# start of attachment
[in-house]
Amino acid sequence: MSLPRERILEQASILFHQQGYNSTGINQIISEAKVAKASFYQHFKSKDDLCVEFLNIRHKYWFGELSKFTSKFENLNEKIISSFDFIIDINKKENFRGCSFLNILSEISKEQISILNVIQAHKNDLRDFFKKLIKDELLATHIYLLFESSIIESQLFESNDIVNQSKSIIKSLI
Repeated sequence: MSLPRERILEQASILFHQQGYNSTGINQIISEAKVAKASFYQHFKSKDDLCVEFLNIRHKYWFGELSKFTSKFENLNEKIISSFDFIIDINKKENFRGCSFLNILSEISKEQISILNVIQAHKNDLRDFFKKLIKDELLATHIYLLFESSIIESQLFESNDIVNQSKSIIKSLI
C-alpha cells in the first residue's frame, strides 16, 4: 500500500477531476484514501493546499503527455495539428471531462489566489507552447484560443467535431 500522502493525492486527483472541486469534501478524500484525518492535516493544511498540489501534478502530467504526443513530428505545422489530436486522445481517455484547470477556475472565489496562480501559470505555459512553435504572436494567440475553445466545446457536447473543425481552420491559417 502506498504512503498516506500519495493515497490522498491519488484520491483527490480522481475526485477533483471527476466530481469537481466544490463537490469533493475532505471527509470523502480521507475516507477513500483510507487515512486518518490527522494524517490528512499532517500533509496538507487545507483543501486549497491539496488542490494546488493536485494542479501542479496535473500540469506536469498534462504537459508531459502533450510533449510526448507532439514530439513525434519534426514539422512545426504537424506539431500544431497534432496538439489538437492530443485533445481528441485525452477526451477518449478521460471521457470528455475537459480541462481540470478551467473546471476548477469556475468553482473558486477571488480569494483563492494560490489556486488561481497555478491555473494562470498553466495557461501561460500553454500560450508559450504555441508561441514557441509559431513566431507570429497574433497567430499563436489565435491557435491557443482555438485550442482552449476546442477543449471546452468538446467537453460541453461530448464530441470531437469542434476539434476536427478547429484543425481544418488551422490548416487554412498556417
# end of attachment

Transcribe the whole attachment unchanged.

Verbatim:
[in-house]
Amino acid sequence: MSLPRERILEQASILFHQQGYNSTGINQIISEAKVAKASFYQHFKSKDDLCVEFLNIRHKYWFGELSKFTSKFENLNEKIISSFDFIIDINKKENFRGCSFLNILSEISKEQISILNVIQAHKNDLRDFFKKLIKDELLATHIYLLFESSIIESQLFESNDIVNQSKSIIKSLI
Repeated sequence: MSLPRERILEQASILFHQQGYNSTGINQIISEAKVAKASFYQHFKSKDDLCVEFLNIRHKYWFGELSKFTSKFENLNEKIISSFDFIIDINKKENFRGCSFLNILSEISKEQISILNVIQAHKNDLRDFFKKLIKDELLATHIYLLFESSIIESQLFESNDIVNQSKSIIKSLI
C-alpha cells in the first residue's frame, strides 16, 4: 500500500477531476484514501493546499503527455495539428471531462489566489507552447484560443467535431 500522502493525492486527483472541486469534501478524500484525518492535516493544511498540489501534478502530467504526443513530428505545422489530436486522445481517455484547470477556475472565489496562480501559470505555459512553435504572436494567440475553445466545446457536447473543425481552420491559417 502506498504512503498516506500519495493515497490522498491519488484520491483527490480522481475526485477533483471527476466530481469537481466544490463537490469533493475532505471527509470523502480521507475516507477513500483510507487515512486518518490527522494524517490528512499532517500533509496538507487545507483543501486549497491539496488542490494546488493536485494542479501542479496535473500540469506536469498534462504537459508531459502533450510533449510526448507532439514530439513525434519534426514539422512545426504537424506539431500544431497534432496538439489538437492530443485533445481528441485525452477526451477518449478521460471521457470528455475537459480541462481540470478551467473546471476548477469556475468553482473558486477571488480569494483563492494560490489556486488561481497555478491555473494562470498553466495557461501561460500553454500560450508559450504555441508561441514557441509559431513566431507570429497574433497567430499563436489565435491557435491557443482555438485550442482552449476546442477543449471546452468538446467537453460541453461530448464530441470531437469542434476539434476536427478547429484543425481544418488551422490548416487554412498556417